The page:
Markham Stouffville Hospital’s (MSH) Infection Prevention and Control Department (IPAC) and Corporate Services Department are teaming up to create safer, greener and cleaner hospital.
It’s vital that these two departments support and learn from each other to ensure the safety of MSH’s staff, patients and their families while also providing an excellent patient experience.
A major component of this support is the education these two departments can offer each other. IPAC works closely with environmental services staff, patient transport and food services to educate them on infection control practices including such asenhanced cleaning procedures, donning /doffing personal protective equipment and hand hygiene.
“In the event of an outbreak I want to know why it happened and how we can prevent it from happening again,” says Maria Pavone, Director of Facilities and Support Services, Food Services. “We aren’t always able to implement IPAC’s solutions immediately but we certainly work together to come to a mutual agreement on the best way forward. ”
IPAC has also taken a more active role in supporting construction projects throughout the hospital.
“Before we start any construction project, we work closely with IPAC to determine what type of protocols are required to protect our patients and staff,” says Pavone.
“We have a construction matrix we follow as outlined by the Canadian Standards Association (CSA) which identifies the population at risk and the type of work that needs to be completed. Based on that information, we devise a plan for preventative measures,” says Nisha Punja, Manager, IPAC. “We also work to educate the vendors about the importance of IPAC while they’re working here.”
These preventative measures include how the space will be prepared for the construction, whether hoarding and/or an anteroom is required and, at a minimum, these measures must be initiated to ensure patient safety throughout the project.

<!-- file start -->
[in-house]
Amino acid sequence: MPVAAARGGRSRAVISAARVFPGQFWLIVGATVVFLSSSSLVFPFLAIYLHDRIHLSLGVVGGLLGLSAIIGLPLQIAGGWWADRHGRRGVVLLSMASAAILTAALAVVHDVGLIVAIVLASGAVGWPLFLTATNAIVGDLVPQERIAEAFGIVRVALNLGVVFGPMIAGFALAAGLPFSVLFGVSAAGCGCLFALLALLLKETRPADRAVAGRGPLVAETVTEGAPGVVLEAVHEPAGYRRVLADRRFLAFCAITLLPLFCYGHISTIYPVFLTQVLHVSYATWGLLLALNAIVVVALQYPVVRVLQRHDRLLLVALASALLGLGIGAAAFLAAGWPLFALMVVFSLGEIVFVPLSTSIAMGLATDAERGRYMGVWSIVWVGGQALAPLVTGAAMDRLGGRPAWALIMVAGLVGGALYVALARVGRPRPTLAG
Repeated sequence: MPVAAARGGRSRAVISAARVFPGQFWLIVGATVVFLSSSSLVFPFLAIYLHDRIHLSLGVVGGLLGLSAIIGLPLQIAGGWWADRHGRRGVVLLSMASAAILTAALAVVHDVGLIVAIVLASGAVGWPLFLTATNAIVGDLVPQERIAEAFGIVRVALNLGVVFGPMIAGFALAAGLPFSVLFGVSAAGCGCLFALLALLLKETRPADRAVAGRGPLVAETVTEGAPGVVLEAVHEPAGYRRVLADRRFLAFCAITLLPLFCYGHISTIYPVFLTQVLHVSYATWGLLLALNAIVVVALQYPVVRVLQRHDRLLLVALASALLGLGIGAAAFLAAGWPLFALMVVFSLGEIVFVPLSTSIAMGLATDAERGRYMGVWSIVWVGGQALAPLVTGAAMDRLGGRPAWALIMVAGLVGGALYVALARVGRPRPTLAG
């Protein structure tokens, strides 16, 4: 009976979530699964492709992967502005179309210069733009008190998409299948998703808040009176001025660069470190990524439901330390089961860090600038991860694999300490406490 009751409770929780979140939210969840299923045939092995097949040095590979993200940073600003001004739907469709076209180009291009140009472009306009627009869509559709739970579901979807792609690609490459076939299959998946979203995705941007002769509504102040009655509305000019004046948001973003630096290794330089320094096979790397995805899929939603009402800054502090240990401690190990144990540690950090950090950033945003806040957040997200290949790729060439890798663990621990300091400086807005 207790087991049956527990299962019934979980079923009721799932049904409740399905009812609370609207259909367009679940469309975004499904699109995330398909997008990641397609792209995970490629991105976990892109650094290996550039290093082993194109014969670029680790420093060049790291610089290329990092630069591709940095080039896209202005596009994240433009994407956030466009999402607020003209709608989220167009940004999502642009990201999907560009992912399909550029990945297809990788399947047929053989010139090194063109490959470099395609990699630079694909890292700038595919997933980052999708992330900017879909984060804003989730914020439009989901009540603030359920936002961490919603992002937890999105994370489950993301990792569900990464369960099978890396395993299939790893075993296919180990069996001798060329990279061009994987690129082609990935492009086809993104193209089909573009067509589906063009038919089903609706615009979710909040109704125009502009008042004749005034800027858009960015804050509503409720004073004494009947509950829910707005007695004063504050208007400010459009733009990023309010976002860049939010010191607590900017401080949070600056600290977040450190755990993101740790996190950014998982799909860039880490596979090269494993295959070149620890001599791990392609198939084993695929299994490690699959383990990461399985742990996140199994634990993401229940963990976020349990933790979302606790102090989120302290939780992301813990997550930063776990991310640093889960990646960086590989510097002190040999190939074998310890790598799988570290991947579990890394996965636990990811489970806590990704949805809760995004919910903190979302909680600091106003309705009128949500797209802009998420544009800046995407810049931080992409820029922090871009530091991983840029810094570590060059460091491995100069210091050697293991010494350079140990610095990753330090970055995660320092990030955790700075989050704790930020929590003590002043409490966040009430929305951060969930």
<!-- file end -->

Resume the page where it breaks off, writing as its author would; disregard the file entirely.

By working together, the two departments identified opportunities to reduce waste and the mess created by construction hoarding. When construction hoarding is required, current CSA standards indicate for it to be built with gypsum board, which generates dust when it’s cut onsite, needs to be stored properly in moisture free environments and discarded once it’s damaged. Additionally, because it’s a porous surface it can’t be cleaned readily and/or reused in future projects.
MSH decided to look for alternatives to this type of hoarding that would address these pitfalls. In December 2018, MSH tried using a prefabricated containment system for its hoarding.
“Because this product is prefabricated it doesn’t generate the same mess that gypsum board does especially during tear down. It meets the Infection Control Risk Assessment (ICRA) requirements for hoarding and dust mitigation. Since it’s not porous we can clean it as per manufacturer’s instructions and reuse it for other construction projects in various patient care areas throughout the hospital,” says Punja.
This means that less waste is being put into the landfill after construction and the work site is cleaner, which is important as it’s often close to patient care areas.
The hospital first used this new hoarding during renovations in one of its operating rooms (ORs) and continues to trial the product at this time.
“As part of our green innovation energy project we were installing sensors in our ORs that monitortemperature, pressure, air changes per hour and relative humidity in the room. In sterile environment like that, keeping construction mess to a minimum was really important. The other advantage was that it reduced the cleaning time significantly, which allowed us to get the OR back into use faster,” says Pavone.
As the relationship between the two departments continues to grow, both Pavone and Punja will continue to look for ways to collaborate and improve upon the ways MSH provides safe, environmentally friendly, high quality care to its patients, their families and the communities it serves.
Andrew Aggerholm is a Communications associate at Markham Stouffville Hospital.